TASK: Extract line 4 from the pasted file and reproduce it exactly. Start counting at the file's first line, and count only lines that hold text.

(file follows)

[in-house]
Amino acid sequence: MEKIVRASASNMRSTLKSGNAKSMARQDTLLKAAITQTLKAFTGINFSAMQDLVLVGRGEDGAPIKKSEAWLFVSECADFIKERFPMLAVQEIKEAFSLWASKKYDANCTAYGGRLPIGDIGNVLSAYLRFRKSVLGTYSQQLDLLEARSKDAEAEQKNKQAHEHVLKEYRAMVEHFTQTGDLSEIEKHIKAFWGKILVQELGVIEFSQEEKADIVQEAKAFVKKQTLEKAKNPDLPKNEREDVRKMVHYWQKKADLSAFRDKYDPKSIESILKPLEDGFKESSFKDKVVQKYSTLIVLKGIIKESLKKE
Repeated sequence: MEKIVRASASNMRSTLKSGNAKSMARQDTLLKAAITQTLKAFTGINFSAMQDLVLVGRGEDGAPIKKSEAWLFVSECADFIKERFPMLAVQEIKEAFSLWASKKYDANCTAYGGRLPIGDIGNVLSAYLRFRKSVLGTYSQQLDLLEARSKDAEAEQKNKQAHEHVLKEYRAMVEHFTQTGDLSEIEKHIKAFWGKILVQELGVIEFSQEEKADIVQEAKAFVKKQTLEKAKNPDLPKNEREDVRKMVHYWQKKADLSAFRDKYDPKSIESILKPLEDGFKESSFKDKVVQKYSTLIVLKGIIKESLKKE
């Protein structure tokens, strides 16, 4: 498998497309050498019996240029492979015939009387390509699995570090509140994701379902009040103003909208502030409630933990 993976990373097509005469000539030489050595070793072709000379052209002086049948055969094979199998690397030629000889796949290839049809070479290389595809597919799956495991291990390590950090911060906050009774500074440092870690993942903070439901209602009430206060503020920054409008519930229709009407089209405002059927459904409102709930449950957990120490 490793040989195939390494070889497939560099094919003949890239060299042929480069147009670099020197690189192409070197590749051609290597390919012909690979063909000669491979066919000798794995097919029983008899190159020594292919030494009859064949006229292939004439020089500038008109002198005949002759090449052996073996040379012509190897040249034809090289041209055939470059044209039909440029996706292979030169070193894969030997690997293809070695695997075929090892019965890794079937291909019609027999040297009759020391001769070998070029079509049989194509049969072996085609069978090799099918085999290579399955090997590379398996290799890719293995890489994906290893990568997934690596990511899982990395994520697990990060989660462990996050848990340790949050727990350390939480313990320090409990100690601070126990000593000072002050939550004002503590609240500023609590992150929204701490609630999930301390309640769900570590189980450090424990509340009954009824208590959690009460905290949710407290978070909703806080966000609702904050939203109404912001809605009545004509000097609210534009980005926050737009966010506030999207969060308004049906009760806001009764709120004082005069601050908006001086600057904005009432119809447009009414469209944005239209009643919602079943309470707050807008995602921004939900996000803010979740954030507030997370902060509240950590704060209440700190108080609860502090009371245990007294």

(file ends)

């Protein structure tokens, strides 16, 4: 498998497309050498019996240029492979015939009387390509699995570090509140994701379902009040103003909208502030409630933990 993976990373097509005469000539030489050595070793072709000379052209002086049948055969094979199998690397030629000889796949290839049809070479290389595809597919799956495991291990390590950090911060906050009774500074440092870690993942903070439901209602009430206060503020920054409008519930229709009407089209405002059927459904409102709930449950957990120490 490793040989195939390494070889497939560099094919003949890239060299042929480069147009670099020197690189192409070197590749051609290597390919012909690979063909000669491979066919000798794995097919029983008899190159020594292919030494009859064949006229292939004439020089500038008109002198005949002759090449052996073996040379012509190897040249034809090289041209055939470059044209039909440029996706292979030169070193894969030997690997293809070695695997075929090892019965890794079937291909019609027999040297009759020391001769070998070029079509049989194509049969072996085609069978090799099918085999290579399955090997590379398996290799890719293995890489994906290893990568997934690596990511899982990395994520697990990060989660462990996050848990340790949050727990350390939480313990320090409990100690601070126990000593000072002050939550004002503590609240500023609590992150929204701490609630999930301390309640769900570590189980450090424990509340009954009824208590959690009460905290949710407290978070909703806080966000609702904050939203109404912001809605009545004509000097609210534009980005926050737009966010506030999207969060308004049906009760806001009764709120004082005069601050908006001086600057904005009432119809447009009414469209944005239209009643919602079943309470707050807008995602921004939900996000803010979740954030507030997370902060509240950590704060209440700190108080609860502090009371245990007294």